Architecture in its broadest sense concerns itself with the uprooting of structures that are permanent, cementing themselves within the greater cultural context and history of its humanity, however, where do we place the creation of structures that are designed with the intention to be disassembled. How much meaning and value can these structures hold, knowing they were never designed to last, but to simply take up space for a moment?
Temporary Installations: The Latest Architecture and News
The 2022 winter stations competition revealed its 3 winning projects, selected from worldwide submissions alongside three student designs from Ryerson University, University of Toronto, and the University of Guelph. Back for its eighth edition, after a one-year hiatus, the competition, launched by RAW Design, Ferris + Associates, and Curio in 2015, will once again “draw people outside to enjoy the Beach in the winter” and the projects will take over the lifeguard stations at Toronto’s Woodbine Beach.
The Highlights of Concéntrico 07: Sustainability, Spatial Experiences and New Readings of Public Spaces
The 7th edition of the International Architecture and Design Festival Concéntrico proposed new readings of public space through a series of temporary installations that re-imagined various places throughout the Spanish city of Logroño. Emerging architecture practices and artists from around the world shared their perspectives on the public realm and the spaces of social interaction by exploring various themes and experimenting with new ways of understanding urban spaces.
This year’s Exhibit Columbus explores the conditions of middle places as interconnections between ecosystems and the built environment through 13 temporary installations that highlight various aspects that make up the identity of the Mississippi watershed. Now at its third edition, the event builds on the Modernist cultural legacy of the Indiana city through a series of artistic and architectural explorations that activate public spaces and engage the community of Columbus.
The International Architecture and Design Festival Concéntrico, now at its 7th edition, prompts an exploration of the urban environment through temporary installations inhabiting the public spaces of the city of Logroño, Spain. From September 2nd to 5th, the festival brings together an array of emerging architects and artists from all over the world to share their perspectives on urban spaces and communities.
Using and controlling light can change the perception of a place; users perceive and feel the space differently depending on factors such as the type of light switch, color variations, and combinations. When used in temporary installations, light can break the boundaries between art and architecture, and also between tangible and intangible, transforming the elements of the project and creating new shapes and patterns.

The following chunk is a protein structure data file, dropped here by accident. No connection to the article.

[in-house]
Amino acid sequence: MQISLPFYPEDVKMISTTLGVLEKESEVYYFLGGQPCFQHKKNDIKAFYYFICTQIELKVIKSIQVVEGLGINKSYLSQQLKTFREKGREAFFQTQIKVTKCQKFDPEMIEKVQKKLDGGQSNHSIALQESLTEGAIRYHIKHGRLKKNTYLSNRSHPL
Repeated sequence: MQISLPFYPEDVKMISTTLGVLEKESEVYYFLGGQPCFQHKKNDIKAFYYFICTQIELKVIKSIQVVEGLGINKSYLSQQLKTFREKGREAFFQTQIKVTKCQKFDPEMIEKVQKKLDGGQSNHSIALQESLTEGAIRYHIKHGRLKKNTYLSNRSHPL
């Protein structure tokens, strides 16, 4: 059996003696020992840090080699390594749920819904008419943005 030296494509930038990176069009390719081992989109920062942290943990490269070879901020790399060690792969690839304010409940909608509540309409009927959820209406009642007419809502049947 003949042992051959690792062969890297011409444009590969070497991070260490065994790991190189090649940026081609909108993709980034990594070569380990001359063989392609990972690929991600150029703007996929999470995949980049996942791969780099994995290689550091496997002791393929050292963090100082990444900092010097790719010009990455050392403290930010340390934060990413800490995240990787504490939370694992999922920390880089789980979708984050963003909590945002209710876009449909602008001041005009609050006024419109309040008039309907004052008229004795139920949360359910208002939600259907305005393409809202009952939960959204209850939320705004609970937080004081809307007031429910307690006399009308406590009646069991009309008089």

It was an early morning in Chelsea, and men in suits were standing around the street, ushering in guests into a dark, 12,000 square-foot exhibition space at the XI gallery. Inside, the room was lit by a centerpiece installation of the New York City skyline, sprawling upwards towards the ceiling with its reflection. Bjarke Ingels was going to unveil new plans for The XI (‘The Eleventh’), a pair of twisting towers set between 17th and 18th Streets and 10th and 11th Avenue. Es Devlin, a British artist who has stage-designed for Beyoncé and Katy Perry, was tapped by HFZ Capital Group to create three installations to present the project.
In the gallery, Bjarke Ingels's work is seen through a sculptural map of Manhattan constructed within a 30-foot wide concave hemisphere (Egg); a pair of illuminated towers gently rotating upon shimmering water (Dance); and a 360-degree film strip of Ingels and his sketches scrolling across a horseshoe-shaped room (Paper, Stone, Glass, Water).
“Evolution in constant motion,” Es Devlin told reporters as she gestured towards the curves of the dancing towers.
Bjarke laughed. “I’ll bring it down to pragmatism.”
Every year in August, a temporary metropolis is erected in Black Rock City, Nevada. This is Burning Man, an annual event of art and architecture that attracts some 70,000 participants. The people who come to Burning Man come from all walks of life. What is incredible is that they come together to construct an ephemeral city that lasts for 7 days. These people assume the role of architects and construction workers and use the desert to build all sorts of shelters in a fast, sustainable way. The desert is so remote, and everything built in Black Rock City is packed and taken home at the end of the event, and some of the art is burned on site. This poses a unique architectural challenge. The people who have come to build these structures have to plan them way in advance to accommodate all the challenges of working in the desert, but the result is worth it - a striking, unique city, democratically built, set against a desert landscape, and for only one week.
We had the chance to interview Kim Cook at the World Architecture Festival in Berlin. Kim Cook is Director of Art and Civic Engagement at Burning Man. Kim Cook and her team are tasked with increasing the impact of Burning Man’s arts and civic initiatives. As part of her role, Kim engages with artists and community leaders to increase opportunities for funding, collaboration and learning.